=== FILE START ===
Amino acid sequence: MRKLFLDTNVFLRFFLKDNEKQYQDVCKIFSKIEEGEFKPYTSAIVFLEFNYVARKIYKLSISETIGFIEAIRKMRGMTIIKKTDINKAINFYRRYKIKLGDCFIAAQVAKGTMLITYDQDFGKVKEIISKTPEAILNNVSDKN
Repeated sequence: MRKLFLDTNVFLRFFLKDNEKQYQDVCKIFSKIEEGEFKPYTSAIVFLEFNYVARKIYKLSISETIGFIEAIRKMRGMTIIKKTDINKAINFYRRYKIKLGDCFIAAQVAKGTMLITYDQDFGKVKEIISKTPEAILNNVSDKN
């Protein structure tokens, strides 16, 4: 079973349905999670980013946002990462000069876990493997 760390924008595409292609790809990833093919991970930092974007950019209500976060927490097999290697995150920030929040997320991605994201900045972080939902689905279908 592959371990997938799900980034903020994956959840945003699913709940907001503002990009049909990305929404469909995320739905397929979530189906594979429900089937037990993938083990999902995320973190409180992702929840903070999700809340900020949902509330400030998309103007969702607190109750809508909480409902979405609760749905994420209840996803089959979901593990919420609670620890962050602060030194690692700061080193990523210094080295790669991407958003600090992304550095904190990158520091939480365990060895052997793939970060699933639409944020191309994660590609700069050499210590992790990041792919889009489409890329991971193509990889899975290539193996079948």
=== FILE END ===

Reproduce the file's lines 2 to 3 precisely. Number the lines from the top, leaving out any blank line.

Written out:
Repeated sequence: MRKLFLDTNVFLRFFLKDNEKQYQDVCKIFSKIEEGEFKPYTSAIVFLEFNYVARKIYKLSISETIGFIEAIRKMRGMTIIKKTDINKAINFYRRYKIKLGDCFIAAQVAKGTMLITYDQDFGKVKEIISKTPEAILNNVSDKN
């Protein structure tokens, strides 16, 4: 079973349905999670980013946002990462000069876990493997 760390924008595409292609790809990833093919991970930092974007950019209500976060927490097999290697995150920030929040997320991605994201900045972080939902689905279908 592959371990997938799900980034903020994956959840945003699913709940907001503002990009049909990305929404469909995320739905397929979530189906594979429900089937037990993938083990999902995320973190409180992702929840903070999700809340900020949902509330400030998309103007969702607190109750809508909480409902979405609760749905994420209840996803089959979901593990919420609670620890962050602060030194690692700061080193990523210094080295790669991407958003600090992304550095904190990158520091939480365990060895052997793939970060699933639409944020191309994660590609700069050499210590992790990041792919889009489409890329991971193509990889899975290539193996079948």